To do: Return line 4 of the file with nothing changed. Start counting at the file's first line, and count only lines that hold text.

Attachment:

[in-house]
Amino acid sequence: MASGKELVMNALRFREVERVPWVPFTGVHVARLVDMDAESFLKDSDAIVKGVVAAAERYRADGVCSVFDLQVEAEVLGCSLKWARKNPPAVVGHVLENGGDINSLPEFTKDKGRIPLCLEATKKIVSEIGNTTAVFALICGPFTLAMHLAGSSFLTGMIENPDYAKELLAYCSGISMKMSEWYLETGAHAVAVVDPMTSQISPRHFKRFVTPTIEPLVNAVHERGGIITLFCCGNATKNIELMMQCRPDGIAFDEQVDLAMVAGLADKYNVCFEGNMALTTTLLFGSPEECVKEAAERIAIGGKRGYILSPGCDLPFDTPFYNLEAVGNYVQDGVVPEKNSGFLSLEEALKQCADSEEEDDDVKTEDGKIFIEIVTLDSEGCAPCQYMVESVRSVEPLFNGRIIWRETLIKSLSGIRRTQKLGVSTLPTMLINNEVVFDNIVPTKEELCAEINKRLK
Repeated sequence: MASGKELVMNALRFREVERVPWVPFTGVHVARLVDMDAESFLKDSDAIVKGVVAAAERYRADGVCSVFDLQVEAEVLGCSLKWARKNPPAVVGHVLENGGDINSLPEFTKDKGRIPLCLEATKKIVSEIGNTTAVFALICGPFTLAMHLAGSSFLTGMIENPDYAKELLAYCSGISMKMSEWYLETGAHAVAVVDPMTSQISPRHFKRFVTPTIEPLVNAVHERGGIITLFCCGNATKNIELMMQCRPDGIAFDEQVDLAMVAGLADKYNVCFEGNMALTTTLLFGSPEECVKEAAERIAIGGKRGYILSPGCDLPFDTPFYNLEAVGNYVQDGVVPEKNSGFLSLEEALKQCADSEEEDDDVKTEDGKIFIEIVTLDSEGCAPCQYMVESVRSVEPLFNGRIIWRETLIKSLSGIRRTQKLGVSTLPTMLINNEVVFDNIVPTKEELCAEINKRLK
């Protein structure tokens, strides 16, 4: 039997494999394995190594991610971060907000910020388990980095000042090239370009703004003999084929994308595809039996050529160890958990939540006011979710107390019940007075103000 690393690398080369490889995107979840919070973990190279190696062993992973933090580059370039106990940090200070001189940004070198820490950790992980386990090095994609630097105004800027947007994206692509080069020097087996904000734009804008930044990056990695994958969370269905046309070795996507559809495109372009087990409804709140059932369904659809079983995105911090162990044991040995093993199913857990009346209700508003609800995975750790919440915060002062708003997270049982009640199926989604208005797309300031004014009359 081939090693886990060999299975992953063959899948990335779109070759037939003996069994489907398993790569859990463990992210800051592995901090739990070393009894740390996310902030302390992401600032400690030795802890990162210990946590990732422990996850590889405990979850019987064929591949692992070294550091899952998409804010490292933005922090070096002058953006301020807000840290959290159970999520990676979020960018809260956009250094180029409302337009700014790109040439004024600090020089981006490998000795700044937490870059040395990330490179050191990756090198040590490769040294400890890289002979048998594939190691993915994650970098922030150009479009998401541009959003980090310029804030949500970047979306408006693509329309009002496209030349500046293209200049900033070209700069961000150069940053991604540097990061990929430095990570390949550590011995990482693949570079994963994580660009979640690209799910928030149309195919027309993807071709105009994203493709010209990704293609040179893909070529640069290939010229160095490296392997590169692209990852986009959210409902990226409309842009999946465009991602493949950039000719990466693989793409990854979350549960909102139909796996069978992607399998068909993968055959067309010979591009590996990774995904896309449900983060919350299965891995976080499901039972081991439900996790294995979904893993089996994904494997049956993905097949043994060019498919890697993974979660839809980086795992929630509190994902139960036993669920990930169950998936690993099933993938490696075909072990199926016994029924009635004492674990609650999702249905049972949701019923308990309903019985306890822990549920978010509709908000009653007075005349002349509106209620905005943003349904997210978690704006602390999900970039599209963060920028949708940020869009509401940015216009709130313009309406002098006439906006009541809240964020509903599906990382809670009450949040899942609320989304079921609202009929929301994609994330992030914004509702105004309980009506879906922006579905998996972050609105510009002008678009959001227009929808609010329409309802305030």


């Protein structure tokens, strides 16, 4: 039997494999394995190594991610971060907000910020388990980095000042090239370009703004003999084929994308595809039996050529160890958990939540006011979710107390019940007075103000 690393690398080369490889995107979840919070973990190279190696062993992973933090580059370039106990940090200070001189940004070198820490950790992980386990090095994609630097105004800027947007994206692509080069020097087996904000734009804008930044990056990695994958969370269905046309070795996507559809495109372009087990409804709140059932369904659809079983995105911090162990044991040995093993199913857990009346209700508003609800995975750790919440915060002062708003997270049982009640199926989604208005797309300031004014009359 081939090693886990060999299975992953063959899948990335779109070759037939003996069994489907398993790569859990463990992210800051592995901090739990070393009894740390996310902030302390992401600032400690030795802890990162210990946590990732422990996850590889405990979850019987064929591949692992070294550091899952998409804010490292933005922090070096002058953006301020807000840290959290159970999520990676979020960018809260956009250094180029409302337009700014790109040439004024600090020089981006490998000795700044937490870059040395990330490179050191990756090198040590490769040294400890890289002979048998594939190691993915994650970098922030150009479009998401541009959003980090310029804030949500970047979306408006693509329309009002496209030349500046293209200049900033070209700069961000150069940053991604540097990061990929430095990570390949550590011995990482693949570079994963994580660009979640690209799910928030149309195919027309993807071709105009994203493709010209990704293609040179893909070529640069290939010229160095490296392997590169692209990852986009959210409902990226409309842009999946465009991602493949950039000719990466693989793409990854979350549960909102139909796996069978992607399998068909993968055959067309010979591009590996990774995904896309449900983060919350299965891995976080499901039972081991439900996790294995979904893993089996994904494997049956993905097949043994060019498919890697993974979660839809980086795992929630509190994902139960036993669920990930169950998936690993099933993938490696075909072990199926016994029924009635004492674990609650999702249905049972949701019923308990309903019985306890822990549920978010509709908000009653007075005349002349509106209620905005943003349904997210978690704006602390999900970039599209963060920028949708940020869009509401940015216009709130313009309406002098006439906006009541809240964020509903599906990382809670009450949040899942609320989304079921609202009929929301994609994330992030914004509702105004309980009506879906922006579905998996972050609105510009002008678009959001227009929808609010329409309802305030």